6.    It is important to note that even if a surfer has completed 90% of a manoeuvre, it will not score if he loses control and falls off.
7.    A Judge must judge the manoeuvres not the wave or length of ride.
8.    This area in long board judging is the most over scored area by in-experienced judges; they cannot distinguish the performance of the surfers, but they can the length of ride.

Key Points to consider when judging Longboard heats.

*    How well were the manoeuvres connected together?

*    Did the surfer walk foot over foot along the board or did they shuffle?

*    Are the surfers’ toes really hanging over or are they back from the nose?

*    Has the surfer used the whole length of their surfboard?

*    Compare outside manoeuvres to inside manoeuvres. Are they major or minor manoeuvres are they traditional or Modern manoeuvres.

*    Compare take off areas and how deep the surfer was at the initial point of take-off.

*    Consider how the surfer utilised/flowed with the wave.

*    Consider the ability of the surfer to make sections and whether the manoeuvres were functional in doing so.

*    Did the surfer actually complete the manoeuvre and with control?

*    What did the surfer complete before falling?

*    Don’t be fooled by tricks or arched backs. Judge the real manoeuvres.

*    If a surfer is only surfing to half of the criteria and does not have a variety of repertoire that surfer should not be given excellent scores (8 points or over.) A surfer must comply with all areas of the criteria to receive excellent scores.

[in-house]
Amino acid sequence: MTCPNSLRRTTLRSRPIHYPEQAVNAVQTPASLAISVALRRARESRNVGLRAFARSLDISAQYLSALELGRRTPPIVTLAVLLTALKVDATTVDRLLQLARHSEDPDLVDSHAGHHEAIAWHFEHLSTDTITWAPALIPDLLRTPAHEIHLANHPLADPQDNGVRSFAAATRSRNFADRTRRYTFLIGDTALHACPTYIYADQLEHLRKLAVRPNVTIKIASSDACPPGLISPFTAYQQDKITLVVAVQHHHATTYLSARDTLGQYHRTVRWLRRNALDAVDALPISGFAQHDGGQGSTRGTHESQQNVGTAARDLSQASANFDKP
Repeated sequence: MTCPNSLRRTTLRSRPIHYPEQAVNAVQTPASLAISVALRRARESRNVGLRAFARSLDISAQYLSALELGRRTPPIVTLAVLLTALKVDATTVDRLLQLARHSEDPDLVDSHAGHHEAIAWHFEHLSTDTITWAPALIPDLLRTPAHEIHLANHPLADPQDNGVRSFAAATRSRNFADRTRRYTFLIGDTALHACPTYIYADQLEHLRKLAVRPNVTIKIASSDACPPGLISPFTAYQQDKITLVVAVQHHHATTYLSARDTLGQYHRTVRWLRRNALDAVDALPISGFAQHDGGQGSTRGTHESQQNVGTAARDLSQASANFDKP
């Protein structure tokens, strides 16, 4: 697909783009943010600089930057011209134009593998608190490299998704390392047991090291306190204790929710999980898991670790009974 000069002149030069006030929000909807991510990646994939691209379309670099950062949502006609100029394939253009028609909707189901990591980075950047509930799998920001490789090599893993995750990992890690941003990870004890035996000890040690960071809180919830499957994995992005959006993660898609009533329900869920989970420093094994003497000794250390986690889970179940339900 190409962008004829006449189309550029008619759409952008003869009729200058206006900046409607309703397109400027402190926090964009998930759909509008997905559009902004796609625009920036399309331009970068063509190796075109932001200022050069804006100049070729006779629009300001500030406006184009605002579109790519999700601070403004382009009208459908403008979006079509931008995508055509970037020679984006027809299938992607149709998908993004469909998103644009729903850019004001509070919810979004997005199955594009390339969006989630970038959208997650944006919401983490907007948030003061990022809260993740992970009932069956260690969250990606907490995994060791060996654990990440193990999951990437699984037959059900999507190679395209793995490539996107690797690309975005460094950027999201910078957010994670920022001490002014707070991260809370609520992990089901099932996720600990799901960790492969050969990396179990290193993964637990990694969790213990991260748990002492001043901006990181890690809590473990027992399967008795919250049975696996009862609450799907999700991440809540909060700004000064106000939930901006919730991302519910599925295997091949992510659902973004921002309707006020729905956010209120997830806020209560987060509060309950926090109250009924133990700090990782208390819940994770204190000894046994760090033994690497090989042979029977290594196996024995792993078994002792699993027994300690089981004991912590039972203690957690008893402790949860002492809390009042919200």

For the 2020 Single Fin events we aim to introduce some of the specifications and criteria developed and refined by Surfing Queensland in Australia. We will continue to use the judging criteria (stated below) we have used since we launched the single fin division, but we will introduce a 9 feet 6 inches minimum board length to allow the division to best showcase and celebrate the flowing and classic approach to long boarding that bigger boards help provide.


a.    The board length is minimum 9 feet 6 inches measured from the nose to the tail on the deck of the surfboard. Junior competitors can use boards measuring a minimum of 9 feet.
b.    The board will have a single central fin that may be permanently fixed or attached via a fin box. There must be no provision for any other fin configuration.


“The surfer must execute traditional manouevre’s with continual motion, style and grace in the most critical sections of the wave. The surfer must display uninterrupted flow with control of the surfboard with emphasis on creativity, form with smoothness and the linking of manouevre’s over the entire ride. The degree of commitment to the key aspects of these criteria will determine the scoring outcome.”

The following are possible manoeuvers to be considered:

•    Nose rides – touch 5 and 10’s and extended 5’s and 10’s
•    Cheater 5 nose rides
•    Cross Stepping and Reverse Walks
•    Bottom turns
•    Lay back cutbacks
•    Fade take offs
•    Late take offs
•    Roundhouse cutbacks
•    Cutbacks
•    Drop Knee Cutbacks
•    Stall and Trim
•    Barrels
•    Cover Ups
•    Hawaiian Pullout
•    On Deck 360’s, Head Stands, Coffins, Beach Step Offs, Back Arches